The State party should institute an effective system of monitoring treatment of all detainees, to ensure that their rights under articles 7 and 10 of the Covenant are fully protected. The State party should ensure that all allegations of torture are effectively and promptly investigated by an independent authority, that those found responsible are prosecuted, and that victims are given adequate compensation. Free access to legal counsel and a doctor should be guaranteed in practice, immediately after arrest and during all stages of detention. All allegations that statements of detainees have been obtained through coercion must lead to an investigation and such statements must never be used as evidence, except as evidence of torture, and the burden of proof, in such cases, should not be borne by the alleged victim.

14. The Committee is concerned that the law allowing for warrant-less arrest is open to abuse, in that arrests in practice do not always respect the statutory conditions that the person arrested is actually committing a crime or that the arresting officer has “personal” knowledge of facts indicating that the person arrested committed the crime. The Committee is also concerned that a vaguely worded anti-vagrancy law is used to arrest persons without warrant, especially female prostitutes and street children.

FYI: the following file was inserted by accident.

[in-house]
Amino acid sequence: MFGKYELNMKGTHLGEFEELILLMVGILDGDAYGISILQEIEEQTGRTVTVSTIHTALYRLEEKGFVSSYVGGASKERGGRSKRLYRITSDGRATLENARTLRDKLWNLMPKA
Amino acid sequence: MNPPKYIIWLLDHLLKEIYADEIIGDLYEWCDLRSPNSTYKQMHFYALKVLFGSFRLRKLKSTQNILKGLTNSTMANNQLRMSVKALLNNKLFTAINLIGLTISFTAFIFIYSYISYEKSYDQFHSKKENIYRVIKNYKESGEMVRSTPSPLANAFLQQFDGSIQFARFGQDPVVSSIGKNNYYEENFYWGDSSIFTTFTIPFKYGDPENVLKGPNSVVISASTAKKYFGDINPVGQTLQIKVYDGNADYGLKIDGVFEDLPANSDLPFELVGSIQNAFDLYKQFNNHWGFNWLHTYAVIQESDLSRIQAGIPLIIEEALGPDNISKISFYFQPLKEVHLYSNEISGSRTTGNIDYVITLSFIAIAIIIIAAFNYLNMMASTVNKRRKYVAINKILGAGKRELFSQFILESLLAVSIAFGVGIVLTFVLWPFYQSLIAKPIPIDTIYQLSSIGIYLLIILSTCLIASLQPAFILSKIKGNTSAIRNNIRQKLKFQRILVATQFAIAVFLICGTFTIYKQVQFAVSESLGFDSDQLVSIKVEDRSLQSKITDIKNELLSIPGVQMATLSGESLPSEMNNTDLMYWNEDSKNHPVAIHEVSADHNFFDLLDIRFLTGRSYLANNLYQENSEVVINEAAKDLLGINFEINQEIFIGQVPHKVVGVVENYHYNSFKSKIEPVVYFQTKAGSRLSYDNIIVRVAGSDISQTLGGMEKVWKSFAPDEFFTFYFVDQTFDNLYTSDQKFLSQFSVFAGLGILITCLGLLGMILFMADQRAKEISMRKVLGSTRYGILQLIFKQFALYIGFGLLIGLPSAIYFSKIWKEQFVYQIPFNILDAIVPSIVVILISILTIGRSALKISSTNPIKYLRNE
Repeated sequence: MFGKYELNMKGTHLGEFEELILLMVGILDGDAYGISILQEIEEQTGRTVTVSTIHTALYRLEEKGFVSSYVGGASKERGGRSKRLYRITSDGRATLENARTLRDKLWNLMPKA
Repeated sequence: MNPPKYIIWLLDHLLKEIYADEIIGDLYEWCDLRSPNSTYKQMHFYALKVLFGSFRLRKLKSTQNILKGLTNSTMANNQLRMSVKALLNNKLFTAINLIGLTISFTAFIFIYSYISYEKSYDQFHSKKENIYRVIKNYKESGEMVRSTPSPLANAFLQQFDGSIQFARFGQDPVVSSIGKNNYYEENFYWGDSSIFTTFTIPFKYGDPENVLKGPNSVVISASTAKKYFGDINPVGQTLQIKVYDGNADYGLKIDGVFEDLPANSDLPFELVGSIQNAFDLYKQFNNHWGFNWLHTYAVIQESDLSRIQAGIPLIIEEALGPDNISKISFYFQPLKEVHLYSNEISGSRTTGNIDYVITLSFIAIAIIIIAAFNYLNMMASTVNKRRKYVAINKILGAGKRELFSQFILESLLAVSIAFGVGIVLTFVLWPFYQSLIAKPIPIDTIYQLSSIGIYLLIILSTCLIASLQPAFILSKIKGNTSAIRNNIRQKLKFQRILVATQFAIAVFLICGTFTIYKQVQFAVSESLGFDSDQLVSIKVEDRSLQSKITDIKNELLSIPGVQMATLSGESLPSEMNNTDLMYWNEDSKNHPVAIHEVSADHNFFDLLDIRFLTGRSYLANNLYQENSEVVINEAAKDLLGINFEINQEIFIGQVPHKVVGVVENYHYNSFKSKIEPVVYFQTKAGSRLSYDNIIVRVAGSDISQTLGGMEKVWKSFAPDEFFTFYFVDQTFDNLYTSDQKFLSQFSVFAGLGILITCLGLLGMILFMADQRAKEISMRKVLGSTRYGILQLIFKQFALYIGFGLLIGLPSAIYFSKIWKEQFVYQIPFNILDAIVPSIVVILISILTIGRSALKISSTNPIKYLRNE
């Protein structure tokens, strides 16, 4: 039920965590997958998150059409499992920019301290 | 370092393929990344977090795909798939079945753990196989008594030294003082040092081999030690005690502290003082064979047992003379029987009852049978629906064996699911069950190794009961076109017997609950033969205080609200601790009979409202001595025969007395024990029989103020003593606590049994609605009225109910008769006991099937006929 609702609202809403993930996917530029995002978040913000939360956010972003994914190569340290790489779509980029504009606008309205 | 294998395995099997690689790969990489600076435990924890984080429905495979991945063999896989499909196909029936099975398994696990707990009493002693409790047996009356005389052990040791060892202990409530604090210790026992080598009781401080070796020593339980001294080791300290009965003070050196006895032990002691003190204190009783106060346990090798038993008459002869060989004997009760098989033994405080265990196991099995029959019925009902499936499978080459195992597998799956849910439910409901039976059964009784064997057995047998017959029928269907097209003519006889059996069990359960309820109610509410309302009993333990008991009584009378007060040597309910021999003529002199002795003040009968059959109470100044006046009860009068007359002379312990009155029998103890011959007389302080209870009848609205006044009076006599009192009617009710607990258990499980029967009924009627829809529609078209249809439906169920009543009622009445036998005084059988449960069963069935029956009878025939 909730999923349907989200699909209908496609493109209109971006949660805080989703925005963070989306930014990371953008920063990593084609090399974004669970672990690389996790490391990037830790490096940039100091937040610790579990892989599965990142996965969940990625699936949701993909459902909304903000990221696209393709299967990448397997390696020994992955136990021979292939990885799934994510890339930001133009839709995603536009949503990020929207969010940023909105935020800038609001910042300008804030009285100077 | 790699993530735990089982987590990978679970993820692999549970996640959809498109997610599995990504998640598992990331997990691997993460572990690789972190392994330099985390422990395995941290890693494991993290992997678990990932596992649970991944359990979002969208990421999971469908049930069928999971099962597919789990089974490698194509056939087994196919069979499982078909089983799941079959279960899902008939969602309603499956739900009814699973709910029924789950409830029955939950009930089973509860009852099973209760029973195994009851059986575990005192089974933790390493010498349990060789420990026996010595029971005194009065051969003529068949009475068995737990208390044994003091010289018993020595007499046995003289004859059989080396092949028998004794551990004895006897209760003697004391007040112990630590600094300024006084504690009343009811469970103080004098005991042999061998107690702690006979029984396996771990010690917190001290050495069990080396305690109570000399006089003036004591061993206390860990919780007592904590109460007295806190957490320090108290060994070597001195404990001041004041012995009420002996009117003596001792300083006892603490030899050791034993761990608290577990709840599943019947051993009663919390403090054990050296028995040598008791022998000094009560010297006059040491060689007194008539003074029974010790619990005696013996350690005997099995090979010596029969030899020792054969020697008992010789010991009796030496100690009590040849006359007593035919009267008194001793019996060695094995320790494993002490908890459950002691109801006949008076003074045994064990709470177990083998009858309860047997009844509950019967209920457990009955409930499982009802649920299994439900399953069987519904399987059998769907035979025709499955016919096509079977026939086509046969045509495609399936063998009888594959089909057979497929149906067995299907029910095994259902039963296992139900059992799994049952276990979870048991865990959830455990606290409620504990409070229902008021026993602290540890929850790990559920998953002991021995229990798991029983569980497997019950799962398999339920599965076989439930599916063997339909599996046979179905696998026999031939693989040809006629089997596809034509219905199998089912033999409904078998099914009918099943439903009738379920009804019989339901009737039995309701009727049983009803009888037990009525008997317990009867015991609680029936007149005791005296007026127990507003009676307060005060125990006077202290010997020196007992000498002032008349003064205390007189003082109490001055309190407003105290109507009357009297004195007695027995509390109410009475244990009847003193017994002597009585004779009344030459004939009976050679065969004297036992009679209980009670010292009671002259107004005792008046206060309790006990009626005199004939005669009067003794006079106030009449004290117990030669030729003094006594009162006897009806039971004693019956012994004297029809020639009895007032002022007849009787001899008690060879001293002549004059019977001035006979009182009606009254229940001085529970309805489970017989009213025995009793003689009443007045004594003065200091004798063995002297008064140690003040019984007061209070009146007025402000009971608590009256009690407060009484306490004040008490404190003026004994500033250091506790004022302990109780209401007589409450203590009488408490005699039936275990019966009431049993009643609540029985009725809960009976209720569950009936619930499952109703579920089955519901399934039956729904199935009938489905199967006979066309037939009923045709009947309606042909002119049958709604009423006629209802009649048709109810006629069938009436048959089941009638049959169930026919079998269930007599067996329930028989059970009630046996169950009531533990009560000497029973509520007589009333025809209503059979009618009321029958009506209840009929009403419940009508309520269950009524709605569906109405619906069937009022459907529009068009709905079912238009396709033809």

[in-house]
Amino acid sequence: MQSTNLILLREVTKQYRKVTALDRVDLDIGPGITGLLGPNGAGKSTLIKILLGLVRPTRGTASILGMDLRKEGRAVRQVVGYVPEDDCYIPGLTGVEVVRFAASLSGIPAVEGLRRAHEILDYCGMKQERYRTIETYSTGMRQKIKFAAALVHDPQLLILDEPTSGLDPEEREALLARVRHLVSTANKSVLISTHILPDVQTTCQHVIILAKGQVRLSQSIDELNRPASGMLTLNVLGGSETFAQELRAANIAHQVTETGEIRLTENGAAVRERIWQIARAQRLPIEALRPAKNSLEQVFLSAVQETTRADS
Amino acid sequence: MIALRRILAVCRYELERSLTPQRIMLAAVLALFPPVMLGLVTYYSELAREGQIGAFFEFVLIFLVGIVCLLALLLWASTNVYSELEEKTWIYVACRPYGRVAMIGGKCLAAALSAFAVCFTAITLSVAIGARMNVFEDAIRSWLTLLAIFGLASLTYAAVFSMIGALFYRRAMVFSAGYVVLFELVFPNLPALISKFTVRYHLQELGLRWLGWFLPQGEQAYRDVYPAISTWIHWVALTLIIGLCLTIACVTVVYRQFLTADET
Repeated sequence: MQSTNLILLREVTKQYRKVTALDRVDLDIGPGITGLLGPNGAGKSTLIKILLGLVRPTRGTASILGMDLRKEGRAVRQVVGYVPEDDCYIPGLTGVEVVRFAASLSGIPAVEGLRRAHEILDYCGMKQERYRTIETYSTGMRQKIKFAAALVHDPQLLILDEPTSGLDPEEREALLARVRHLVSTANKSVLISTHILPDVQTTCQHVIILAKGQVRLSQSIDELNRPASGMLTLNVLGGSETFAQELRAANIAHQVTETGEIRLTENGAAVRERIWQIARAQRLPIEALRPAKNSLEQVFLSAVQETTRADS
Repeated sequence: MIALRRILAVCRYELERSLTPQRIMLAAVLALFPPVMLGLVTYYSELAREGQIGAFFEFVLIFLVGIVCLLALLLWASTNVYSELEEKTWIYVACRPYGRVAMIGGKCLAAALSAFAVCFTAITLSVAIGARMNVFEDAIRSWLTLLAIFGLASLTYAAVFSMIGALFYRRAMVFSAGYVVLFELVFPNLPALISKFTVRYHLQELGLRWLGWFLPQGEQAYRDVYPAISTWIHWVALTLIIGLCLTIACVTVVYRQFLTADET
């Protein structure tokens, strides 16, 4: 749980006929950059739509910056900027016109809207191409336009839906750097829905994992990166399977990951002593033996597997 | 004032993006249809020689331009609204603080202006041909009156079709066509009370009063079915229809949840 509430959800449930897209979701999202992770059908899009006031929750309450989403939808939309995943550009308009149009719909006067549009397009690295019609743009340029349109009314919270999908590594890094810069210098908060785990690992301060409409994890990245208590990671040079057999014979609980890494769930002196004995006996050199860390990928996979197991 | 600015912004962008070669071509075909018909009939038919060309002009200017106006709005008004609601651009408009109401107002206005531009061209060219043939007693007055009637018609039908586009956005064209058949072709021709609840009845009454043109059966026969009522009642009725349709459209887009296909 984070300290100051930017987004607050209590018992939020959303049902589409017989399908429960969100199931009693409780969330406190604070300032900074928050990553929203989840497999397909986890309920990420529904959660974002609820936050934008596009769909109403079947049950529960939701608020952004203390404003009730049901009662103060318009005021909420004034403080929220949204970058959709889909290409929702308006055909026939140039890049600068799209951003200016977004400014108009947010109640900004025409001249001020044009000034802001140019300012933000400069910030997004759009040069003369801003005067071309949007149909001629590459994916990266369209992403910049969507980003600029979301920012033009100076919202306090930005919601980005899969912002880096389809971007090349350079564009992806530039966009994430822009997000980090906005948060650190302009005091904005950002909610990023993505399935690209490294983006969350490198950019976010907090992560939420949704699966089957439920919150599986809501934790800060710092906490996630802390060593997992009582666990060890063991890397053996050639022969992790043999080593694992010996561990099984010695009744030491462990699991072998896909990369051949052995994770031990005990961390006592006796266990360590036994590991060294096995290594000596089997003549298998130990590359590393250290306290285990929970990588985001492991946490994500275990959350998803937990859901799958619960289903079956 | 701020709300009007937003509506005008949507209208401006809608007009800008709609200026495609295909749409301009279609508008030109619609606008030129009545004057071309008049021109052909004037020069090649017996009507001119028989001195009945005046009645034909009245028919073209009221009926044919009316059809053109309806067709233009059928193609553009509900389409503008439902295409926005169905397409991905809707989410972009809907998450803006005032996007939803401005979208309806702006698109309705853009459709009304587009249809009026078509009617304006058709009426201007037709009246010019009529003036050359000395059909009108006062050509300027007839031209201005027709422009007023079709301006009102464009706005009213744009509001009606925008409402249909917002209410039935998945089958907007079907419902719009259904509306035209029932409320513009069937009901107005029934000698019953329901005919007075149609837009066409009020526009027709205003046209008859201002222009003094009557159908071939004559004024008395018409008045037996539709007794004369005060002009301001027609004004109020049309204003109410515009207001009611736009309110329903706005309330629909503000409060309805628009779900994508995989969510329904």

The State party should ensure that its laws and practices with regard to arrest are brought into full conformity with article 9 of the Covenant.

15. The Committee is concerned at continuing reports of displacement of persons and evacuation of populations, including indigenous population groups, in areas of counter-insurgency operations.

The State party should take urgent measures to ensure the protection of civilians in areas affected by military operations, in accordance with its human rights obligations.

20. In accordance with rule 70, paragraph 5, of the Committee’s rules of procedure, the State party should provide information, within one year, on its response to the Committee’s recommendations contained in paragraphs 10, 11 and 14. The Committee requests the State party to provide information in its next report on the other recommendations made and on the implementation of the Covenant as a whole.